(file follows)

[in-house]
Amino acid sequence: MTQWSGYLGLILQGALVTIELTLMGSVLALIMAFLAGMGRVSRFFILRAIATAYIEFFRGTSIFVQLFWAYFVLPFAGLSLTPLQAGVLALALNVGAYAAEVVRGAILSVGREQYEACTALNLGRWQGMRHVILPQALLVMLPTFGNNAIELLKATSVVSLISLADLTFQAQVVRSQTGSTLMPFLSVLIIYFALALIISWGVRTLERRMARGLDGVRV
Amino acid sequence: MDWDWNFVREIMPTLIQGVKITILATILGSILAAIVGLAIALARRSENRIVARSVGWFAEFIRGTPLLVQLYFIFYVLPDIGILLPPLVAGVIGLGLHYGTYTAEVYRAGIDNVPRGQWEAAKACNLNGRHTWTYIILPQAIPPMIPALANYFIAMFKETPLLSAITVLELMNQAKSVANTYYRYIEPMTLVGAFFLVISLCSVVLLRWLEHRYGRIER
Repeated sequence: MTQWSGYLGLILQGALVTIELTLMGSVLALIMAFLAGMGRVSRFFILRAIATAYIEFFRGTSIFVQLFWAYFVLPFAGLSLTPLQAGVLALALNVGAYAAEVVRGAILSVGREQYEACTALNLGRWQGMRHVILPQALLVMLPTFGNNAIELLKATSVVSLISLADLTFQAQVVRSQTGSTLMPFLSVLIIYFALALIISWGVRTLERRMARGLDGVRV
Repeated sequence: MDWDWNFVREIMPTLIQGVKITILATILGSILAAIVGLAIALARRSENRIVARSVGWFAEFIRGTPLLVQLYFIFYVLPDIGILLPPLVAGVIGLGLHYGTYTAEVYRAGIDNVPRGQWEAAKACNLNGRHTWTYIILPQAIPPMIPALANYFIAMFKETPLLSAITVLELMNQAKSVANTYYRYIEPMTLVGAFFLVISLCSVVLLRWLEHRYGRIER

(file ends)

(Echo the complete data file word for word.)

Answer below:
[in-house]
Amino acid sequence: MTQWSGYLGLILQGALVTIELTLMGSVLALIMAFLAGMGRVSRFFILRAIATAYIEFFRGTSIFVQLFWAYFVLPFAGLSLTPLQAGVLALALNVGAYAAEVVRGAILSVGREQYEACTALNLGRWQGMRHVILPQALLVMLPTFGNNAIELLKATSVVSLISLADLTFQAQVVRSQTGSTLMPFLSVLIIYFALALIISWGVRTLERRMARGLDGVRV
Amino acid sequence: MDWDWNFVREIMPTLIQGVKITILATILGSILAAIVGLAIALARRSENRIVARSVGWFAEFIRGTPLLVQLYFIFYVLPDIGILLPPLVAGVIGLGLHYGTYTAEVYRAGIDNVPRGQWEAAKACNLNGRHTWTYIILPQAIPPMIPALANYFIAMFKETPLLSAITVLELMNQAKSVANTYYRYIEPMTLVGAFFLVISLCSVVLLRWLEHRYGRIER
Repeated sequence: MTQWSGYLGLILQGALVTIELTLMGSVLALIMAFLAGMGRVSRFFILRAIATAYIEFFRGTSIFVQLFWAYFVLPFAGLSLTPLQAGVLALALNVGAYAAEVVRGAILSVGREQYEACTALNLGRWQGMRHVILPQALLVMLPTFGNNAIELLKATSVVSLISLADLTFQAQVVRSQTGSTLMPFLSVLIIYFALALIISWGVRTLERRMARGLDGVRV
Repeated sequence: MDWDWNFVREIMPTLIQGVKITILATILGSILAAIVGLAIALARRSENRIVARSVGWFAEFIRGTPLLVQLYFIFYVLPDIGILLPPLVAGVIGLGLHYGTYTAEVYRAGIDNVPRGQWEAAKACNLNGRHTWTYIILPQAIPPMIPALANYFIAMFKETPLLSAITVLELMNQAKSVANTYYRYIEPMTLVGAFFLVISLCSVVLLRWLEHRYGRIER